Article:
The Edison-favoured ITGI project (Interconnection Turkey-Greece-Italy) is more competitive in terms of cost and could constitute the "first phase" of the Nabucco project, Elio Ruggeri, head of gas infrastructure at Edison, told journalists in Brussels.
There has been an "over-focus" on Nabucco, claimed the company's representative.
Ruggeri lamented the lack of "a clear European signal" regarding the southern gas corridor. In this context, he unveiled his company's views about the future of pipeline supplies to Europe from sources other than Russia.
Presuming that gas demand in Europe remains low until 2015, the Edison representative predicts that Azerbaijan could serve as the only gas supplier from that area, via Turkey. However, gas supplies to Europe from Azerbaijan, who is rich in petrol but has relatively small gas reserves, would remain modest and could total two bcm/y, he said.
'Financial merit, political benefit'
Azerbaijani volumes are sufficient to underpin the development of a medium-sized EU pipeline such as ITGI, he said, highlighting the project's "financial merit" and "political benefit".
Other efforts would include:
- Upgrades of the Turkish grid and the interconnection Turkey-Greece (operational since 2007);
- Realisation of the interconnection Greece-Italy (IGI), consisting of a 600km pipeline through Greek territory and a 200km offshore pipeline under the Ionian Sea (the 'Poseidon' pipeline);
- Realisation of interconnection Greece-Bulgaria (IGB; also known as Stara Zagora-Komotini, partly financed by EU funds).
When operational, ITGI would stretch from Azerbaijan across Georgia (the existing Baku-Tbilisi-Erzerum pipeline) and Turkey into Greece and from there into Italy, across the Ionian Sea. The branch from Komotini to Stara Zagora would make sure that Bulgaria has a reliable alternative source of gas from 2013. Russian gas could also be imported through the existing Blue Stream pipeline across the Black Sea, from Beregovaya (Russia) to Durusu (Turkey).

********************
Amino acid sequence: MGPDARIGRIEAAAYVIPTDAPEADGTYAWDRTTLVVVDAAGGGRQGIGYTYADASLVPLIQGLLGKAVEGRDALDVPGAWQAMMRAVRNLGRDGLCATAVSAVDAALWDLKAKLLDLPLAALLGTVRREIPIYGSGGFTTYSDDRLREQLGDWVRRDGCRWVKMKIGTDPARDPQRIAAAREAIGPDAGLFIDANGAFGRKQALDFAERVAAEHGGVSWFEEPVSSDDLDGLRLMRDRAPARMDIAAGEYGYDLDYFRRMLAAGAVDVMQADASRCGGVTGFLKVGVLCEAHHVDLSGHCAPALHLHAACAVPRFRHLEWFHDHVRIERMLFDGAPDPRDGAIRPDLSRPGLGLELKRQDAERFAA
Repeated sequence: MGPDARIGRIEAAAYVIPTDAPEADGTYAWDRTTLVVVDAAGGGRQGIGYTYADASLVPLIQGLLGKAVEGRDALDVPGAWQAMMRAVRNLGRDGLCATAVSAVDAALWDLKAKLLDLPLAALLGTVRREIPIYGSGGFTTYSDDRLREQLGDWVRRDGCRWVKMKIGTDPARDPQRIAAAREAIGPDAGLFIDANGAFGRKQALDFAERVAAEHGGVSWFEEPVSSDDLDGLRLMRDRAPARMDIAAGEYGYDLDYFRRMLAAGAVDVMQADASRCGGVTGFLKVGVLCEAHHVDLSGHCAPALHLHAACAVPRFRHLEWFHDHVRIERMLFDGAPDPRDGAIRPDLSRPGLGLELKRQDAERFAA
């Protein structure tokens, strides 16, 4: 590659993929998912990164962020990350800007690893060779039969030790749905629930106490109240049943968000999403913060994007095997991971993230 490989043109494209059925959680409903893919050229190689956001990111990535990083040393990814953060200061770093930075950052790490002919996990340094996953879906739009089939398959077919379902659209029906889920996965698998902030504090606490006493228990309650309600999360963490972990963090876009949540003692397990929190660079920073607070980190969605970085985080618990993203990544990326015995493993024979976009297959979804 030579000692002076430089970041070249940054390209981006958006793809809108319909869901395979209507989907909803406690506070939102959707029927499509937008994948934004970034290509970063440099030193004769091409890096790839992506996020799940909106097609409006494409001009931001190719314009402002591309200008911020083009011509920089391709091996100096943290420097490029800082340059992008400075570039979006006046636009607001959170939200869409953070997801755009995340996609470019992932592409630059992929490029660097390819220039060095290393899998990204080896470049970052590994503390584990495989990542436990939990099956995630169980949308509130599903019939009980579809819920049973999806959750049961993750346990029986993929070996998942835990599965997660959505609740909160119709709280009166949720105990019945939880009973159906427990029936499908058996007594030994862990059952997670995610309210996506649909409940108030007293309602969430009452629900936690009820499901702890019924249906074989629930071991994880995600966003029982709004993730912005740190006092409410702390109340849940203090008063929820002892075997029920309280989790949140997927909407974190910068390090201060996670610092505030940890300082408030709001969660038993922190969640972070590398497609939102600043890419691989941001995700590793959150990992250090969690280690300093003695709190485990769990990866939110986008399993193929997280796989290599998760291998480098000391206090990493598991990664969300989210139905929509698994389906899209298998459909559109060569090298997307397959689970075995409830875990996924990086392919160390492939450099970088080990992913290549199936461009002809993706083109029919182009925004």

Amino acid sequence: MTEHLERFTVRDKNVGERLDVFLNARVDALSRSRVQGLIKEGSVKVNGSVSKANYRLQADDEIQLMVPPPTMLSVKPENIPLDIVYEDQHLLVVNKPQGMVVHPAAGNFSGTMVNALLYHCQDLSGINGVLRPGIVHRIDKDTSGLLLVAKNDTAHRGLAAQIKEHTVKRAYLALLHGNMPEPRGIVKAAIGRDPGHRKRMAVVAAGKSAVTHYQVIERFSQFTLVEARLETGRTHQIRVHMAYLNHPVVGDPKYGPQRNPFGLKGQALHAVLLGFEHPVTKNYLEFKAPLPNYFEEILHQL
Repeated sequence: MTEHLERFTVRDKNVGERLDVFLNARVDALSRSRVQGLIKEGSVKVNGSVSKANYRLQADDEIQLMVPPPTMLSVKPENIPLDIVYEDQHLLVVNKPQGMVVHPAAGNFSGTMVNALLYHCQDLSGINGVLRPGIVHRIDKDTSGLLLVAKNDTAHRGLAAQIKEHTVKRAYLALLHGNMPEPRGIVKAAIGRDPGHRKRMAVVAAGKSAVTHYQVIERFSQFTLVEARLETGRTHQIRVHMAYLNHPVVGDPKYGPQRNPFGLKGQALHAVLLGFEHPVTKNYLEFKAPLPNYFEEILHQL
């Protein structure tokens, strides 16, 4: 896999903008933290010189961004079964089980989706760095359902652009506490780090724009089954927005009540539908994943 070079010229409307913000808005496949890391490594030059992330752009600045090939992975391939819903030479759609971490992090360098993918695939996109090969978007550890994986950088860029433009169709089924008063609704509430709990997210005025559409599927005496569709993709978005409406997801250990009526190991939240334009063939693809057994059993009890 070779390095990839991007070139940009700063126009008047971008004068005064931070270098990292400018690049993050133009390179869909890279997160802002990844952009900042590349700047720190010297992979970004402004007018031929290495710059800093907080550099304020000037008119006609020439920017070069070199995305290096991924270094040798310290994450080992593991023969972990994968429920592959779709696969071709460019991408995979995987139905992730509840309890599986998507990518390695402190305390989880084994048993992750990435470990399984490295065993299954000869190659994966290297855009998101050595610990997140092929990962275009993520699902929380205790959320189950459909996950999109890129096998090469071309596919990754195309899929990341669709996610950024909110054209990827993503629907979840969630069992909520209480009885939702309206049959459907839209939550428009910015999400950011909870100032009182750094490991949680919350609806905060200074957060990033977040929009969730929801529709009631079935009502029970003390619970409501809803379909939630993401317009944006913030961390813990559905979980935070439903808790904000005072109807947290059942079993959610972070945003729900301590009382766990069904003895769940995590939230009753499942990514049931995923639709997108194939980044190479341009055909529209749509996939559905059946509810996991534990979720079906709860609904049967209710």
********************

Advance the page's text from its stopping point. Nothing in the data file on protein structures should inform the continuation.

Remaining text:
ITGI already benefits from a hundred-million-euro grant allocated to Poseidon and 45 million euro allocated to the interconnection Greece-Bulgaria. Compared to Nabucco, ITGI is "cheaper and a more mature" project, its representatives claimed If Nabucco were built without enough gas supplies and worked at half its capacity or less, the cost of such gas would be very high for the consumer, they said.
Only after 2020 would there be a need for "bulk infrastructure" such as Nabucco, if either Iraqi or Turkmen gas were to become available, he explained. Iraqi gas is not exploitable due to a conflict between Iraqi-Kurdish local authorities, where the reserves are situated, and the central government in Baghdad. As for Turkmenistan, under the most optimistic scenario the country is expected to export 10 bcm/y to the EU via Turkey, starting from 2020.
Ruggeri insisted that his company was not competing with Nabucco, which in his words was the "next phase of the southern corridor".
Asked by EurActiv if the same message had been conveyed to Energy Commissioner Guenther Oettinger, he admitted that a meeting had taken place and the message had been passed on. A decision was needed before the end of the year on more European support for ITGI, he said.
Ruggeri admitted, however, that if Azerbaijan decides to sell its gas to Russia, the whole plan would fall apart.
"If Azeri gas is sold to Russia, we can say goodbye to the Southern corridor. Azeris are pivotal in this," the Edison representative said.